Wage growth sparks increase in superannuation contribution limits

April 19, 2024 BY

Leigh Deledio and Daniel Walsh from UFinancial discuss the impacts of wage increases.


Thanks to a surge in wages, workers are set to pump more money into their superannuation, with both pre-tax and post-tax contribution limits increasing starting July 1. The pre-tax limit rises by $2500, and the post-tax limit by $10,000 annually.

UFinancial Planning Director Daniel Aiello says the increase in contribution limits is a golden opportunity for Australians to accelerate their retirement savings and potentially reduce their tax liability.

“Especially for those nearing retirement, the next few years are crucial for maximising superannuation benefits,” he said.

Experts predict that mortgage-free individuals, pre-retirees, and small business owners will capitalise on this opportunity to boost their super savings.

Additionally, the concessional contribution limit will surge from $27,500 to $30,000, while the non-concessional cap leaps from $110,000 to $120,000. This adjustment was triggered by a 4.5% increase in average weekly ordinary time earnings (AWOTE) reported by the Australian Bureau of Statistics, necessitating just a 0.7% rise.

Finance expert, Mr Aiello said understanding the implications of these changes on your long-term financial strategy is key.

“For instance, small business owners looking to sell their business can use the non-concessional contributions cap increase to move more of their proceeds into super, which is generally a more tax-effective environment,” he said.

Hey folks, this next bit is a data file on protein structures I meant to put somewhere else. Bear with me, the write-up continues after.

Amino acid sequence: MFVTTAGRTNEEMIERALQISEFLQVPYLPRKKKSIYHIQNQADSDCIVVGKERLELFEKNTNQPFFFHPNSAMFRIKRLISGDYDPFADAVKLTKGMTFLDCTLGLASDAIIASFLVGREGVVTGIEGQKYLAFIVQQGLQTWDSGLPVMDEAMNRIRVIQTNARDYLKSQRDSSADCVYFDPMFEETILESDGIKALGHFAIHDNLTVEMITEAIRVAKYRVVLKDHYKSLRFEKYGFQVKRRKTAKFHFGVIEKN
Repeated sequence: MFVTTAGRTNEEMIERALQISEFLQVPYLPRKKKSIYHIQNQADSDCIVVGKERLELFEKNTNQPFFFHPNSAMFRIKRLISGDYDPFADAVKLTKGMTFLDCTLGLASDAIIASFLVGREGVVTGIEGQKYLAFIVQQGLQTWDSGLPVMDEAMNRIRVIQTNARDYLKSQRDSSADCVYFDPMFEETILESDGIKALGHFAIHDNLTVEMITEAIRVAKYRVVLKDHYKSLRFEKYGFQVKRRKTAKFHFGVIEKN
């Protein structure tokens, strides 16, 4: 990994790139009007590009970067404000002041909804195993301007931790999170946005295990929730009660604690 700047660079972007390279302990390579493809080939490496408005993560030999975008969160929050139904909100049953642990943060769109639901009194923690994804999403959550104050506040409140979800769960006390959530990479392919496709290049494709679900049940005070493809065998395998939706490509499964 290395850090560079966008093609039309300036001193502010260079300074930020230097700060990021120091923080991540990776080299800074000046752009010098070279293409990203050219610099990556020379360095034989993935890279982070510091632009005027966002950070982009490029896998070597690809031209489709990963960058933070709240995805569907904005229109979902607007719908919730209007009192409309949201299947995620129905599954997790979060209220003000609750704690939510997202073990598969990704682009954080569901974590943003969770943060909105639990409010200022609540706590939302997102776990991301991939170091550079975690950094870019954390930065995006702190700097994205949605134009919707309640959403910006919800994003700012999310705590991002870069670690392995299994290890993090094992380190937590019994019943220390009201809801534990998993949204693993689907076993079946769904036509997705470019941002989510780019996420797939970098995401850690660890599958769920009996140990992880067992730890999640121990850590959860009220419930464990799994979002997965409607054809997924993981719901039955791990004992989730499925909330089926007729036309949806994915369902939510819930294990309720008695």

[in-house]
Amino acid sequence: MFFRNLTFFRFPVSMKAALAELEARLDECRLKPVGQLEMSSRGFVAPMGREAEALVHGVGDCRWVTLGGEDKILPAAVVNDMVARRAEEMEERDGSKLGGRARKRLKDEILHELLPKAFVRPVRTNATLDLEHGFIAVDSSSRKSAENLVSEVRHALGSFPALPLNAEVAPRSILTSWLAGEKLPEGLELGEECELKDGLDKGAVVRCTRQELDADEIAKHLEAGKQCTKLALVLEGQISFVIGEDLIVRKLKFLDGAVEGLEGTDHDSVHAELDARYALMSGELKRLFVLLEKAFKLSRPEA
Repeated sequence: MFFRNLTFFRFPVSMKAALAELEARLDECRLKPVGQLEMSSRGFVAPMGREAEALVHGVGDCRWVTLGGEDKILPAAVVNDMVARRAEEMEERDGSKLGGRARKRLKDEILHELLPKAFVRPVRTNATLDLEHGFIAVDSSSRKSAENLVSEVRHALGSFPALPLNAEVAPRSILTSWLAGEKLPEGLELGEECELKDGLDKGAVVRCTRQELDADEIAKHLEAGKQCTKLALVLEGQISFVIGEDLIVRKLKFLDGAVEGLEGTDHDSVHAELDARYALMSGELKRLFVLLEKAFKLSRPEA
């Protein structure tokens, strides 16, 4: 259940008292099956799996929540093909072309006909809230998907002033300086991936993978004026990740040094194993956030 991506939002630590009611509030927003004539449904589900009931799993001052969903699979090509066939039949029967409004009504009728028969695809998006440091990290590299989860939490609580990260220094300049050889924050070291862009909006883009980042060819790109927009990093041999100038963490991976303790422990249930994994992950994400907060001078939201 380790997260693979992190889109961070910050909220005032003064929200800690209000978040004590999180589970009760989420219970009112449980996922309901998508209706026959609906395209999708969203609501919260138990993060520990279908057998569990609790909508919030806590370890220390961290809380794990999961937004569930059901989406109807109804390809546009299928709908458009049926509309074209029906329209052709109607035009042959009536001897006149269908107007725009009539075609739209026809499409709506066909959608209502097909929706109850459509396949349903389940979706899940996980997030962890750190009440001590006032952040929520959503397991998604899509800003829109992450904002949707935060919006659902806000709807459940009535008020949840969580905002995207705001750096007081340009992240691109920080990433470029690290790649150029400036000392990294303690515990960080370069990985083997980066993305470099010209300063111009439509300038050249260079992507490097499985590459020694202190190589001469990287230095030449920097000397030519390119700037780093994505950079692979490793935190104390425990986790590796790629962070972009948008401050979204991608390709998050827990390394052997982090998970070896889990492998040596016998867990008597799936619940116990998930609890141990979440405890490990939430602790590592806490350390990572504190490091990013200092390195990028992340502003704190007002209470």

Concessional contributions include mandatory employer payments (currently at 11% annually), salary sacrifices, and tax-deductible contributions. Individuals can make up to five years’ worth of concessional catch-up contributions in a single year.

Many opt for after-tax contributions due to the advantageous tax treatment, with earnings taxed at only 15%, compared to marginal tax rates that can reach 47% including the Medicare levy.

“Leveraging after-tax contributions can be a smart strategy for individuals in higher tax brackets. It’s not just about saving more into your super; it’s about optimising your overall tax position to keep more of your hard-earned money,” Mr Aiello added.

Moreover, individuals can front-load their non-concessional contributions by bringing forward the equivalent of one- or two-years’ worth of their future annual cap, potentially contributing up to $360,000 from July 1.

Mr Aiello believes the ‘bring-forward- rule is a worthwhile approach.
“For those who have come into a lump sum of money, whether from an inheritance, property sale, or other means, the ‘bring-forward’ rule is an exceptional strategy that can significantly boost your super balance and secure your financial future.”

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